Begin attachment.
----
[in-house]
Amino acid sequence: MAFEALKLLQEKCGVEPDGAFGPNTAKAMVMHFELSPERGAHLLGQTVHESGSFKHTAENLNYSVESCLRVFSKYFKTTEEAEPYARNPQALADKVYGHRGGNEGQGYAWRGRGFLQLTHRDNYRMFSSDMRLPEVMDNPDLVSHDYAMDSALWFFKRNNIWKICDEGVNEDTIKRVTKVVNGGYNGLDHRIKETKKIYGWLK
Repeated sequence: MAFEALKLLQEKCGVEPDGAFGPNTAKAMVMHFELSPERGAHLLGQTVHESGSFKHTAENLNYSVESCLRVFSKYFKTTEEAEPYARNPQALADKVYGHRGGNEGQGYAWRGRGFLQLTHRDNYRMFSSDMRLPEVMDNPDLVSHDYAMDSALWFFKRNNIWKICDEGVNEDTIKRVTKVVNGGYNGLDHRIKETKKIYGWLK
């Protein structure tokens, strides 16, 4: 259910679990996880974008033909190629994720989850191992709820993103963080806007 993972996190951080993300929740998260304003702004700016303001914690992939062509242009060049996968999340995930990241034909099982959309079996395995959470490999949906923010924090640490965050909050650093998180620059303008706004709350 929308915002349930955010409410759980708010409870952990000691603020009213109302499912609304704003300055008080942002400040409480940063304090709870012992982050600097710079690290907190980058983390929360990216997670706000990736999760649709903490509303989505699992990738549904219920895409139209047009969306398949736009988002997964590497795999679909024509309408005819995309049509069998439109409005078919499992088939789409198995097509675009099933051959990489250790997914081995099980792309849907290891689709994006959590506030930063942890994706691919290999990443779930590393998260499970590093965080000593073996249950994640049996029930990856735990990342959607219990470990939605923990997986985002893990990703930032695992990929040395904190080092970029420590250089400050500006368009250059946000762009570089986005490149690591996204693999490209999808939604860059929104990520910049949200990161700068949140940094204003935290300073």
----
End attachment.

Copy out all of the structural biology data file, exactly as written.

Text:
[in-house]
Amino acid sequence: MAFEALKLLQEKCGVEPDGAFGPNTAKAMVMHFELSPERGAHLLGQTVHESGSFKHTAENLNYSVESCLRVFSKYFKTTEEAEPYARNPQALADKVYGHRGGNEGQGYAWRGRGFLQLTHRDNYRMFSSDMRLPEVMDNPDLVSHDYAMDSALWFFKRNNIWKICDEGVNEDTIKRVTKVVNGGYNGLDHRIKETKKIYGWLK
Repeated sequence: MAFEALKLLQEKCGVEPDGAFGPNTAKAMVMHFELSPERGAHLLGQTVHESGSFKHTAENLNYSVESCLRVFSKYFKTTEEAEPYARNPQALADKVYGHRGGNEGQGYAWRGRGFLQLTHRDNYRMFSSDMRLPEVMDNPDLVSHDYAMDSALWFFKRNNIWKICDEGVNEDTIKRVTKVVNGGYNGLDHRIKETKKIYGWLK
């Protein structure tokens, strides 16, 4: 259910679990996880974008033909190629994720989850191992709820993103963080806007 993972996190951080993300929740998260304003702004700016303001914690992939062509242009060049996968999340995930990241034909099982959309079996395995959470490999949906923010924090640490965050909050650093998180620059303008706004709350 929308915002349930955010409410759980708010409870952990000691603020009213109302499912609304704003300055008080942002400040409480940063304090709870012992982050600097710079690290907190980058983390929360990216997670706000990736999760649709903490509303989505699992990738549904219920895409139209047009969306398949736009988002997964590497795999679909024509309408005819995309049509069998439109409005078919499992088939789409198995097509675009099933051959990489250790997914081995099980792309849907290891689709994006959590506030930063942890994706691919290999990443779930590393998260499970590093965080000593073996249950994640049996029930990856735990990342959607219990470990939605923990997986985002893990990703930032695992990929040395904190080092970029420590250089400050500006368009250059946000762009570089986005490149690591996204693999490209999808939604860059929104990520910049949200990161700068949140940094204003935290300073």